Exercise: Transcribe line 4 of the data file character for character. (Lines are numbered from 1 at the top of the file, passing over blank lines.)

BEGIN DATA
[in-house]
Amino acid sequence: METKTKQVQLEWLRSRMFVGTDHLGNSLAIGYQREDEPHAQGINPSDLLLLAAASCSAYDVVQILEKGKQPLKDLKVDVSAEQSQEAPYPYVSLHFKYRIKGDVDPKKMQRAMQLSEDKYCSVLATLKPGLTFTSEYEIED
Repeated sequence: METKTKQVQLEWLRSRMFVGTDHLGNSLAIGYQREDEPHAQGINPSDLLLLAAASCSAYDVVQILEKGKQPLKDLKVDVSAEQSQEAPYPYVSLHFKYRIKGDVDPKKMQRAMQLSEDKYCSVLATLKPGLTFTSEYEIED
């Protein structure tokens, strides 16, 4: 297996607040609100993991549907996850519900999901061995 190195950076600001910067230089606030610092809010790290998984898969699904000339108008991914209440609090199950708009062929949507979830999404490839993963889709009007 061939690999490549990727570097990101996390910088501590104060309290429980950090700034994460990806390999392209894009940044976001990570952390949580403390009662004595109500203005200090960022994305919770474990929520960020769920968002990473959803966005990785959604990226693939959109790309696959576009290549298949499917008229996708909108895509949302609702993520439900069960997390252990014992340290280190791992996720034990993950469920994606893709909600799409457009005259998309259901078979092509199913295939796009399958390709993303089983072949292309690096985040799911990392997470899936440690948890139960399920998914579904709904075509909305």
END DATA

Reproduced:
């Protein structure tokens, strides 16, 4: 297996607040609100993991549907996850519900999901061995 190195950076600001910067230089606030610092809010790290998984898969699904000339108008991914209440609090199950708009062929949507979830999404490839993963889709009007 061939690999490549990727570097990101996390910088501590104060309290429980950090700034994460990806390999392209894009940044976001990570952390949580403390009662004595109500203005200090960022994305919770474990929520960020769920968002990473959803966005990785959604990226693939959109790309696959576009290549298949499917008229996708909108895509949302609702993520439900069960997390252990014992340290280190791992996720034990993950469920994606893709909600799409457009005259998309259901078979092509199913295939796009399958390709993303089983072949292309690096985040799911990392997470899936440690948890139960399920998914579904709904075509909305």